Falmouth, Mass. – A new paper published in Global Change Biology co-authored by Woods Hole Research Center scientist, Michael Coe draws upon three environmental models to simulate the combined impacts of climate change, rising carbon dioxide levels, land-use change and fire on Amazonian forests up to the year 2100. These simulations ultimately highlight the catastrophic implications of unregulated development driving land-use change in the Amazon.
Rising levels of CO2 in the atmosphere will most certainly affect vegetation. In fact, studies of the temperate forests in the mid-latitudes reveal that more CO2 leads to more robust growth and forests that are less sensitive to the drought that accompanies climate change. This study simulated the response of tropical Amazonian forests to increasing atmospheric CO2 and found forests expanding in the same way, despite the accompanying climate-induced water stress. Further complicating the results were the wide ranging estimates of forest loss when fire and land-use change were factored in the calculations along with CO2 fertilization and climate change. All of these calculations were based on the assumption that tropical forests will respond positively to greater CO2 concentrations in the atmosphere, however, there is no certainty that that will be the case.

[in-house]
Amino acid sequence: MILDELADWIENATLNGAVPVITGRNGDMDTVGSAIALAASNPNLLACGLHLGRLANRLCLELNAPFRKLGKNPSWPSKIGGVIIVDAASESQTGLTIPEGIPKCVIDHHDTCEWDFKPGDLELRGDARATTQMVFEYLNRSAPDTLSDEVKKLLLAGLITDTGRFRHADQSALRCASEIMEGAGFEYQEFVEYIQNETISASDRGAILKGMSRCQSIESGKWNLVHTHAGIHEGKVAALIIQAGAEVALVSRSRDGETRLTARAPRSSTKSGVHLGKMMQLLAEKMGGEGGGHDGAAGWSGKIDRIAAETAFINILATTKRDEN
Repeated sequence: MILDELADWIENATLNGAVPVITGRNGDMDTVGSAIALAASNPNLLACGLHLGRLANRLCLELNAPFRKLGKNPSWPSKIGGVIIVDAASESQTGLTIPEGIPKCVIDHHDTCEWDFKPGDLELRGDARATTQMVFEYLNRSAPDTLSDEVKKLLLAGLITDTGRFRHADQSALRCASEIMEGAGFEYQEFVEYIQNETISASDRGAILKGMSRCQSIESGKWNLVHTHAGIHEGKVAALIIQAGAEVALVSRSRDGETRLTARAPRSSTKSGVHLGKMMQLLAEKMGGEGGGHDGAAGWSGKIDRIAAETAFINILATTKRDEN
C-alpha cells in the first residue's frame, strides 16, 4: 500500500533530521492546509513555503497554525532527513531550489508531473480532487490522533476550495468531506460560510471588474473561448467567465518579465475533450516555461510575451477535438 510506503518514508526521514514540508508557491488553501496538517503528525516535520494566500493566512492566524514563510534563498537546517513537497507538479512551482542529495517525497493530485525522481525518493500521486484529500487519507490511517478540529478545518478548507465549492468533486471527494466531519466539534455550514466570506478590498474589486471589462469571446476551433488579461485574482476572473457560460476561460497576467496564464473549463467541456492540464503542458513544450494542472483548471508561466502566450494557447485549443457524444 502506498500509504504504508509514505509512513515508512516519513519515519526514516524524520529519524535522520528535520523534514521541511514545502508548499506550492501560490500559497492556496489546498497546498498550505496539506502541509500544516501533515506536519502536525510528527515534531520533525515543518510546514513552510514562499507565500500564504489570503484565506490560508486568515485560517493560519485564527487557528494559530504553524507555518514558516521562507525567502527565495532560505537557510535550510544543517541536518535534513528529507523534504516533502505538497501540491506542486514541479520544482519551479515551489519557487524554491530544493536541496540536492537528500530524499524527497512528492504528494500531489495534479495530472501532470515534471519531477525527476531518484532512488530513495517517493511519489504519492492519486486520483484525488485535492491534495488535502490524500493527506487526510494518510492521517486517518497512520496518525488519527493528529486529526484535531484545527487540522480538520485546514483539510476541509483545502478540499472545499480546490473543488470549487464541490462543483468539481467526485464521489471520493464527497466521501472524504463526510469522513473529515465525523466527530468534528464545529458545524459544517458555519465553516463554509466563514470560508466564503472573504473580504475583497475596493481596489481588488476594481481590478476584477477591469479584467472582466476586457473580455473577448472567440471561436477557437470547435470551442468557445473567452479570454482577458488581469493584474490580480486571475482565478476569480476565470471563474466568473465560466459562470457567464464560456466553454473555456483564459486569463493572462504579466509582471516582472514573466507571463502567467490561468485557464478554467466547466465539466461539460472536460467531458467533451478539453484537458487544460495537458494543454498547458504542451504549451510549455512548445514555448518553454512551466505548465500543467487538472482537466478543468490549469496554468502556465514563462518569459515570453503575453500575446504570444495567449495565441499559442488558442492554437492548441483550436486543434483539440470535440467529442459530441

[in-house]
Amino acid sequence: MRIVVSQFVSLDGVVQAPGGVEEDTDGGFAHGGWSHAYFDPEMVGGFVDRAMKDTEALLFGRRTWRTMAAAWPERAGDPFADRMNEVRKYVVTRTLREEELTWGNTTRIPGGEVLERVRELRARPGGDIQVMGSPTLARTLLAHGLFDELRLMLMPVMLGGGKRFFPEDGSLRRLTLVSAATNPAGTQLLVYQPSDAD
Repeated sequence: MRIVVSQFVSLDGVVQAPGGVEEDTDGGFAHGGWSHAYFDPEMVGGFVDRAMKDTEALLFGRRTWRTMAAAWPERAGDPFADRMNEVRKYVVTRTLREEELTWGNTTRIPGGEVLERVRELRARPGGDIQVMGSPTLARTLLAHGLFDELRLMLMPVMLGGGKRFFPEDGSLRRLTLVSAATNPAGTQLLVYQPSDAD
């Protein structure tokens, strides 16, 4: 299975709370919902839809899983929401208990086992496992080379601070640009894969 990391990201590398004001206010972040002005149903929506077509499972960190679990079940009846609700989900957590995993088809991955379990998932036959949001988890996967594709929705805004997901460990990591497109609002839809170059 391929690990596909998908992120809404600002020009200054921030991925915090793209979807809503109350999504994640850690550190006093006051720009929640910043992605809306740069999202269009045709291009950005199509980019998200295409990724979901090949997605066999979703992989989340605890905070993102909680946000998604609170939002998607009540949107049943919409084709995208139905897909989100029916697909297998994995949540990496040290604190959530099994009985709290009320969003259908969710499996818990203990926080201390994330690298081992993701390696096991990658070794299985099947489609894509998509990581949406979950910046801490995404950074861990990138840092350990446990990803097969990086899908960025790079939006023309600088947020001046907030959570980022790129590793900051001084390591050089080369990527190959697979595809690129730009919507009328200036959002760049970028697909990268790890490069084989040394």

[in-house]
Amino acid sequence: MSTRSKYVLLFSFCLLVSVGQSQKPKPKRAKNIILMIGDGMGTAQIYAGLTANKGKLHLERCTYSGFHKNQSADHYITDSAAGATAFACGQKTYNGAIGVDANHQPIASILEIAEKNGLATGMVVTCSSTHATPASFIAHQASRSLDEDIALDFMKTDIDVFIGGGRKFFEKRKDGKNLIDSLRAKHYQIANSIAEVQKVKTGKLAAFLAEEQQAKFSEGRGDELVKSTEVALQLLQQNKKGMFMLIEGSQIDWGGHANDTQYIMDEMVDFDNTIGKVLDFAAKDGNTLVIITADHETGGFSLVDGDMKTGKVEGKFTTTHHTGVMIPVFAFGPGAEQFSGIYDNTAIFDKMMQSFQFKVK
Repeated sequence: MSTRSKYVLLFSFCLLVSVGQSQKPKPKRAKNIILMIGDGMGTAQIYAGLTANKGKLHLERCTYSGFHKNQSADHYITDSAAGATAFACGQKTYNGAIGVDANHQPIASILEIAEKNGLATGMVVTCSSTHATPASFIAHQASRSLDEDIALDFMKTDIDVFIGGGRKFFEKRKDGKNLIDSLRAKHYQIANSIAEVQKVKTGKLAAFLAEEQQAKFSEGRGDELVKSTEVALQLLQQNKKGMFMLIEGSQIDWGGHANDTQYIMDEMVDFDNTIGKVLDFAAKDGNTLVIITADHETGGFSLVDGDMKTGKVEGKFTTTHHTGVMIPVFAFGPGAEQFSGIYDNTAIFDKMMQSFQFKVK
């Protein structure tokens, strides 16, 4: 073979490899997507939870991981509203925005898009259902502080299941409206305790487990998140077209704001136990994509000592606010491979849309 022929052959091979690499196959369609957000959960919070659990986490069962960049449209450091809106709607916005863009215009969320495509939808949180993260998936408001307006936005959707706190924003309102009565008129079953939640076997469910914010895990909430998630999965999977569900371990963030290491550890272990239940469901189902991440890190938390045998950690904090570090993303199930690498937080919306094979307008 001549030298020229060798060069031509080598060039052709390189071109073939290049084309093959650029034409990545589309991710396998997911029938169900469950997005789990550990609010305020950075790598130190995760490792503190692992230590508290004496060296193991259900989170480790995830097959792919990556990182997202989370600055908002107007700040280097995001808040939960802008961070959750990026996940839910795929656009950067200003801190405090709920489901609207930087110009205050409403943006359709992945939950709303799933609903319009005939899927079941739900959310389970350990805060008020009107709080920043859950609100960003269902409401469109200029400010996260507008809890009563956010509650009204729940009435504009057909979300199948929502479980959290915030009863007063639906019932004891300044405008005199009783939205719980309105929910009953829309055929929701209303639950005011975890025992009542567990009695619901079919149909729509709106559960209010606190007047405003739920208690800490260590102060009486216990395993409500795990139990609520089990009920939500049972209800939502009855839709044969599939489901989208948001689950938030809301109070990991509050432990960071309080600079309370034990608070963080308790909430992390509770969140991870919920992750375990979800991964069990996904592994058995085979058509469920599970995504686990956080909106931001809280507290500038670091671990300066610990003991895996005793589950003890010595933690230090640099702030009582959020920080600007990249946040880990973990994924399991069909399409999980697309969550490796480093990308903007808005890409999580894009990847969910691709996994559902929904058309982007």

For Dr. Coe, “If Amazonian forests don’t respond positively to increasing CO2 then forest die-back from climate change could be extensive -more than 30% of Amazonian forests disappear in some of our simulations.” With this level of variability, Dr. Coe suggests that the most important factor in determining the future of Amazonian forest extent is the continuing enforcement of regulations aimed at reducing deforestation in Brazil.
The model simulations used in this study incorporate future deforestation scenarios based on preservation of current protected areas and enforcement of Brazil’s Forest Code which protects 80% of forests on private lands. This study implies that even if current deforestation targets were achieved, land-use impacts could exceed any potential forest cover expansion arising from either CO2 fertilization or a more favorable future climate. Much is still unknown and these simulations highlight the catastrophic implications of unregulated development driving land-use change in the Amazon.
WHRC is an independent research institute where scientists investigate the causes and effects of climate change to identify and implement opportunities for conservation, restoration and economic development around the globe.